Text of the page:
100 years ago today, on the 17th July 1918, the RMS Carpathia was lost 190 km south of Cork. A transatlantic passenger steamship, she made her maiden voyage in 1903 and was famously among the first ships arriving to the aid of the sinking Titanic.
It was April 15th 1912 and the Carpathia was sailing from New York to Fiume in Austria-Hungary (now Rijeka, Croatia) when she received a distress call from the Titanic. They diverted course and headed through the dangerous ice fields to aid the fast sinking vessel. They arrived two hours after the ship had sank but they managed to rescue 705 survivors from the ships lifeboats and freezing waters.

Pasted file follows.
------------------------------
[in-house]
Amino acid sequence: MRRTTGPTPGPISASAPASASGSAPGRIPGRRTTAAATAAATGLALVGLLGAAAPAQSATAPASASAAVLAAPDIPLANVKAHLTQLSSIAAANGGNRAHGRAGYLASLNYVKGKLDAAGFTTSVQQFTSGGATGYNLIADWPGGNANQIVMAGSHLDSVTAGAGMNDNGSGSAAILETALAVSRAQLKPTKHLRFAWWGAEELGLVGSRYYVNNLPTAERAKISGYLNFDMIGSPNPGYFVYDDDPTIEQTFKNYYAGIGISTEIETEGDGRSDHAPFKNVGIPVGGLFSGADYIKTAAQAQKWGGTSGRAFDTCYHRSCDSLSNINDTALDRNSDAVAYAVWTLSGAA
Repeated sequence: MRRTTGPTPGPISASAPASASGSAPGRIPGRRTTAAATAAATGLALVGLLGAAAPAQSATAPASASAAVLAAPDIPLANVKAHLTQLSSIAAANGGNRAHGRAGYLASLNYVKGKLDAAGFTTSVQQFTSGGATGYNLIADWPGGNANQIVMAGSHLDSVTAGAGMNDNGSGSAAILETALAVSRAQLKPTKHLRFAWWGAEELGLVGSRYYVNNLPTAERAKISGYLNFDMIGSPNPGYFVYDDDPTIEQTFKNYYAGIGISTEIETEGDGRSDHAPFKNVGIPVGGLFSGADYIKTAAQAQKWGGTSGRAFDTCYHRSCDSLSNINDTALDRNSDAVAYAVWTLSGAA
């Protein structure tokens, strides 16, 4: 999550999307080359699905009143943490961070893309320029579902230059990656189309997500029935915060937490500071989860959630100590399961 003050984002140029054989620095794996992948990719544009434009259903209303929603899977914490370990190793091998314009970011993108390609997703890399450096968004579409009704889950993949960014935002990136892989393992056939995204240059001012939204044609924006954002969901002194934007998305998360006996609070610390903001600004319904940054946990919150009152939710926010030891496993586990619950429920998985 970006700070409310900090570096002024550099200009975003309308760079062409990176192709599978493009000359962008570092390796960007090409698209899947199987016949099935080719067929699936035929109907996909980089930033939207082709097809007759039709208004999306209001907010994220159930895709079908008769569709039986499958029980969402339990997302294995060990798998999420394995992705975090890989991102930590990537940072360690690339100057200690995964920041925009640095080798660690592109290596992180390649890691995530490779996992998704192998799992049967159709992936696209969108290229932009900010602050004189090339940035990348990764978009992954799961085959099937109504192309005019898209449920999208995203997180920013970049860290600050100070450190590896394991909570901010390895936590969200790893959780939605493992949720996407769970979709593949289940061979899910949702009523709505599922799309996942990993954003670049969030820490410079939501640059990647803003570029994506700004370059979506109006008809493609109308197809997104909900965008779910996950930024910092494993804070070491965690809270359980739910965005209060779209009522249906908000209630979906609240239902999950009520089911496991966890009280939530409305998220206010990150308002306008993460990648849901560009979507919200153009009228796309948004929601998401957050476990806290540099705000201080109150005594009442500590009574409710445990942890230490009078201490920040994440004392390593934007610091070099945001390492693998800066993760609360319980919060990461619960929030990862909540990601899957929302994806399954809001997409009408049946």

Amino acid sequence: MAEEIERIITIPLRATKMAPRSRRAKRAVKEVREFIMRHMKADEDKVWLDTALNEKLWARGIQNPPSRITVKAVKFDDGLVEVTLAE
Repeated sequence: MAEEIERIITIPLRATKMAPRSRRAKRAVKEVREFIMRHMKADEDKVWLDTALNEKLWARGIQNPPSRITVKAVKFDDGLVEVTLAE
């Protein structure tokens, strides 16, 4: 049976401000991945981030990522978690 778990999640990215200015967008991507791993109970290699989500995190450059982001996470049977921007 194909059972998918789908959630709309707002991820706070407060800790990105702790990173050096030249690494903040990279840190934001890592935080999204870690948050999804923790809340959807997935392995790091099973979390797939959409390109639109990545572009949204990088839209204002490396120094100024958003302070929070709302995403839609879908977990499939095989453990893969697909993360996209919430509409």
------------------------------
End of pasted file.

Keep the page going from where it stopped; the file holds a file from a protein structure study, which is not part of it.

After its heroic rescue of the Titanic survivors the Carpathia continued its transatlantic duty for six more years but it too would have its own tragedy. On the 17th of July 1918 she was travelling in a convoy headed for Boston. She was about 190 km south of Cork in the Celtic Sea when the German U-boat U-55 fired two torpedoes.
As the ship listed the captain gave the call to abandon ship. All 57 passengers and 218 of the surviving crew members – five had been killed by explosions – made it to the lifeboats. The U-55 fired another torpedo as the lifeboats were being manned. The HMS Snowdrop came to the rescue and drove off the submarine with gunfire and then picked up the survivors, delivering them to safety in Liverpool later that day.